The damage to national security caused by a soldier accused of spying for the Warsaw Pact might not be as severe as originally feared, Pentagon officials say.
The officials, who insisted on anonymity, said Thursday that continuing interrogation of Warrant Officer James William Hall III "suggests he might have been selective in the documents he passed.""When all is said and done, it doesn't look too bad," said one official.
"It's not great, but it's not a crisis, either," said another.
"The counter-intelligence people are wringing him out now," said one source. "He's still cooperating, singing."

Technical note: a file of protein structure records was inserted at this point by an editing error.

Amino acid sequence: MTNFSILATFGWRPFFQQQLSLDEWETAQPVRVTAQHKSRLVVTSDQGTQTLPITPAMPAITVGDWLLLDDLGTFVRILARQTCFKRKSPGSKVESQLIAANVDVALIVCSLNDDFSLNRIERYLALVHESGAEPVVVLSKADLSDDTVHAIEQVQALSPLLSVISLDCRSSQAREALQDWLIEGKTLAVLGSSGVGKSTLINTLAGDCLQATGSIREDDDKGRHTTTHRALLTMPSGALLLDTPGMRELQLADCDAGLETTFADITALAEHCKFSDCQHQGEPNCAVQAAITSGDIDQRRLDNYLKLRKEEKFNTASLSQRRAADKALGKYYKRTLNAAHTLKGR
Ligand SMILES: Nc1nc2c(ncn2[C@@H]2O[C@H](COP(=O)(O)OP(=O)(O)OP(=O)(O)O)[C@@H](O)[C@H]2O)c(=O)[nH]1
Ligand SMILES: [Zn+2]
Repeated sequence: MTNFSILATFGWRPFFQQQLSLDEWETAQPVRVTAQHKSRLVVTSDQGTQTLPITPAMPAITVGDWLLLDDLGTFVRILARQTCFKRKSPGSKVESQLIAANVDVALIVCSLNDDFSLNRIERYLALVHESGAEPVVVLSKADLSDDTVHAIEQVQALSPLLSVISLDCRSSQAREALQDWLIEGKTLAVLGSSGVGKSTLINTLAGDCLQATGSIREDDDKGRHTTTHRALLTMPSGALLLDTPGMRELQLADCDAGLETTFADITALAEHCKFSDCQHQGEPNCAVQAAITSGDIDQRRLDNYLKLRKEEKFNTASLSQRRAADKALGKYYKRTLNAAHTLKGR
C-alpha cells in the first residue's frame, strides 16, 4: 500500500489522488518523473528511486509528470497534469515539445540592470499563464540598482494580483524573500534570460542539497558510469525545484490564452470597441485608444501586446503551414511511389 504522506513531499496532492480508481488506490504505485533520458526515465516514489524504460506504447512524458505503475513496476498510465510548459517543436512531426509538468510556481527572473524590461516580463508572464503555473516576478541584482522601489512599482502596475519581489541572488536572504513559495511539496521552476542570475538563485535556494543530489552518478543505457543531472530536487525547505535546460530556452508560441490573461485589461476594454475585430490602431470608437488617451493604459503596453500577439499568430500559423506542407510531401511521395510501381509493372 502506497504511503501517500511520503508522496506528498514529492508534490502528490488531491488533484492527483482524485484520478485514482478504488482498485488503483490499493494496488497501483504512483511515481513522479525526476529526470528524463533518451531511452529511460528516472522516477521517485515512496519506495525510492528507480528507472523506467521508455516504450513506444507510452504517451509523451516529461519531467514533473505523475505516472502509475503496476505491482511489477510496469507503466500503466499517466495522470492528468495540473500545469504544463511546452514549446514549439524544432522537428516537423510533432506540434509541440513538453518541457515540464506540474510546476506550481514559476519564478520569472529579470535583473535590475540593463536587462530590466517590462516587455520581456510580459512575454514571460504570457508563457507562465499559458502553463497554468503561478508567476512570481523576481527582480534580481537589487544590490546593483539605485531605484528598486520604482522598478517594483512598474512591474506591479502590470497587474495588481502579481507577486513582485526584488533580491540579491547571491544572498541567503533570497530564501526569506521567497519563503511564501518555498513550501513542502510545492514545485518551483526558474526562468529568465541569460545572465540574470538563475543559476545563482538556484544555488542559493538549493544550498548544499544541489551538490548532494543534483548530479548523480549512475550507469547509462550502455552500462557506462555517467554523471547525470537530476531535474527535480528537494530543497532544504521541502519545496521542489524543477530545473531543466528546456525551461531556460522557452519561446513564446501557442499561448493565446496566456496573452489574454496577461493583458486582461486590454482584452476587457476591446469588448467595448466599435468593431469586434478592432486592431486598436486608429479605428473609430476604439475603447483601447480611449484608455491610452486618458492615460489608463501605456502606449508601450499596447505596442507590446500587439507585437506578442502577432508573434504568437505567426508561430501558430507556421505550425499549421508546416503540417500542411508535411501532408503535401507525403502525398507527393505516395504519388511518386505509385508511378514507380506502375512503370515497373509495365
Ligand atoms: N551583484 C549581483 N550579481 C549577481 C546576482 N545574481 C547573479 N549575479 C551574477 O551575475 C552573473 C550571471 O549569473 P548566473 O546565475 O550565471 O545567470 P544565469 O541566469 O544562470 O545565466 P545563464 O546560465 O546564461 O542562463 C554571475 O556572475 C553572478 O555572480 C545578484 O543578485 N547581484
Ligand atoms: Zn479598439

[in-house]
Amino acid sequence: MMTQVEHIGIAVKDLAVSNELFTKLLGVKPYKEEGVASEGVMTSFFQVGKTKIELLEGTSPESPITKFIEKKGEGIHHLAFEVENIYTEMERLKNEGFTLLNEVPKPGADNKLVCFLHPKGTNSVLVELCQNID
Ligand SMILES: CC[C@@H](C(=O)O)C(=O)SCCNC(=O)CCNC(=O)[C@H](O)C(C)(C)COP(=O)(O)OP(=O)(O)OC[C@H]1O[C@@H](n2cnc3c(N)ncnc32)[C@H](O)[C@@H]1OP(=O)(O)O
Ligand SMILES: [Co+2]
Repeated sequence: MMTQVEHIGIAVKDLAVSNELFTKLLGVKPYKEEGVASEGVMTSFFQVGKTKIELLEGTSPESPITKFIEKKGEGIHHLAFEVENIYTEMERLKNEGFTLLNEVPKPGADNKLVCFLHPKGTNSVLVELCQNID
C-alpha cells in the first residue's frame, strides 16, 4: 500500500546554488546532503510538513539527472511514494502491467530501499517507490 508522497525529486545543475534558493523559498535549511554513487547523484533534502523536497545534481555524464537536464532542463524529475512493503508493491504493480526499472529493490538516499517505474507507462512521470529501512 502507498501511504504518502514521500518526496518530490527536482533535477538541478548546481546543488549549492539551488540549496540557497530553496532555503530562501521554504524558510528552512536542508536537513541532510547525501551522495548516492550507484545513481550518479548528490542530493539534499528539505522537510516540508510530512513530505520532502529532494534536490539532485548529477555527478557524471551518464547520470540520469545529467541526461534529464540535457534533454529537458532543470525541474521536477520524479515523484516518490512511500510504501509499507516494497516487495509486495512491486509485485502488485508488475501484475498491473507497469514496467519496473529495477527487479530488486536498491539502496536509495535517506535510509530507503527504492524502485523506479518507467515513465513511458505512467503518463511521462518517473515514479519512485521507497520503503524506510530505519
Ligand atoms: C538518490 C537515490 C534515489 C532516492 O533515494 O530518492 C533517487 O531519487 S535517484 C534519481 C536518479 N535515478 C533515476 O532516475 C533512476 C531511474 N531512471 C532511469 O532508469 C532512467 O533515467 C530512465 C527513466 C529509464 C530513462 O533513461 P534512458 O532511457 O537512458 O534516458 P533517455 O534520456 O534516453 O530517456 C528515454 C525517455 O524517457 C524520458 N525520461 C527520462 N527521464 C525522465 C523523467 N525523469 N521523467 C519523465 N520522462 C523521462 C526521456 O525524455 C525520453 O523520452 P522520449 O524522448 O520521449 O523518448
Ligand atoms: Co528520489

Hall, 30, of New York City, was arrested Wednesday at his home near Fort Stewart, Ga., by Army intelligence agents after a successful Army-FBI sting operation.
Lt. Col. John Chapla, an Army spokesman, said Hall was moved Thursday from Fort Stewart to a prison cell at Fort Meade, Md., outside Washington, D.C.
According to affidavits filed in federal court in Savannah, Ga., where Fort Stewart is located, Hall bragged to an unidentified FBI agent "that he had been passing highly sensitive signal intelligence documents to both the Soviets and the East German intelligence services since late 1982."
Hall is accused of passing the information through a Turkish-born, naturalized citizen named Huseyin Yildirim. Yildirim also was arrested Wednesday at his home in Belleair Beach, Fla., near St. Petersburg.